Rudders and Wheels

Nowadays, steering a boat doesn't require much thought; the boat goes where you turn the wheel. Those of us who use an outboard motor know that steering with a tiller is not like steering a car. You want the rudder to point the way you want to go, which means pointing the tiller in the opposite direction. After the invention of the ship's wheel about 1703, the transition from rudder orders to wheel orders was not without difficulty, and sometimes resulted in tragedy.

Confusion about steering might have played a part in history's most famous passenger ship disaster. The rudder that directed Titanic weighed 100 tons and needed two engines of its own to move it.

 

The rudder of RMS TItanic The rudder of RMS TItanic

 

Once the officer of the watch spotted the iceberg, he gave the command "Hard-a-starboard," meaning that the wheel be turned to port, which would turn the tiller to starboard, sending the rudder to port and steering Titanic to the port side of the iceberg. Rumor has it that the quartermaster, trained under rudder orders, turned the wheel to starboard instead. By the time the mistake was noticed, a mere two minutes later, it was too late for Titanic to avoid the iceberg.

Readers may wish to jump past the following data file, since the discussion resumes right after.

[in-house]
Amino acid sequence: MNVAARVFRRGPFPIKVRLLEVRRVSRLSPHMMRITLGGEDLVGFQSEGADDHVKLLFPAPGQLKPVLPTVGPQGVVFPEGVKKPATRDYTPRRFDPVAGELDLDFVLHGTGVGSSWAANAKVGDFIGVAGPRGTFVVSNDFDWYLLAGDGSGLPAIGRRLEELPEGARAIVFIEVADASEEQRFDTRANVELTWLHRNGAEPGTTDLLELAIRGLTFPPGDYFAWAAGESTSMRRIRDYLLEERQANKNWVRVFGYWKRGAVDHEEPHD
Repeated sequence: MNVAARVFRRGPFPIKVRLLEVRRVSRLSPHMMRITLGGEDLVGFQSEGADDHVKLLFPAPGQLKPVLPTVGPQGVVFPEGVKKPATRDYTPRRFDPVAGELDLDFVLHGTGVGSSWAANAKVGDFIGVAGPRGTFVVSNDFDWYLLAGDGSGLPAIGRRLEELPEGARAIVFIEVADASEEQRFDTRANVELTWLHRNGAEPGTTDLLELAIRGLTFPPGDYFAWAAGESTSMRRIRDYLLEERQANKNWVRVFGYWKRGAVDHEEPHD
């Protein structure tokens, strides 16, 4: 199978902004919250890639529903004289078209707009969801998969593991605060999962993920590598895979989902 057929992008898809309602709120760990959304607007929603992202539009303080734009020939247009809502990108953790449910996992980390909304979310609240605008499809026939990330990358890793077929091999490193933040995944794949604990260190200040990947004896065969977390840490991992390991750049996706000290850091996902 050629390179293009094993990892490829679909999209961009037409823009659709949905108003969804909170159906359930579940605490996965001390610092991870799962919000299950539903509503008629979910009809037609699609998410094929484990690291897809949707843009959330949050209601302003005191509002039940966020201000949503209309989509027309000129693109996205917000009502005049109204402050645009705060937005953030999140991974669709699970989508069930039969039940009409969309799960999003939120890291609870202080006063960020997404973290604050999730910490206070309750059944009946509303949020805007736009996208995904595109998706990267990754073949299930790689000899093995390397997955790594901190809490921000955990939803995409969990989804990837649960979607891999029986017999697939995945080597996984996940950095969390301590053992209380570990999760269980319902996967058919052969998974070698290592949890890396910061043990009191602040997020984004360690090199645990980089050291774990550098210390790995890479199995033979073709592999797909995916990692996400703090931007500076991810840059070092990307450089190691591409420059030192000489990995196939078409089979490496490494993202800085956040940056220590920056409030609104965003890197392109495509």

Happily, the stakes are much lower for most of us. Today's boater can choose from many different styles of steering wheels, and we're happy to bring them all to you at prices you'll love.

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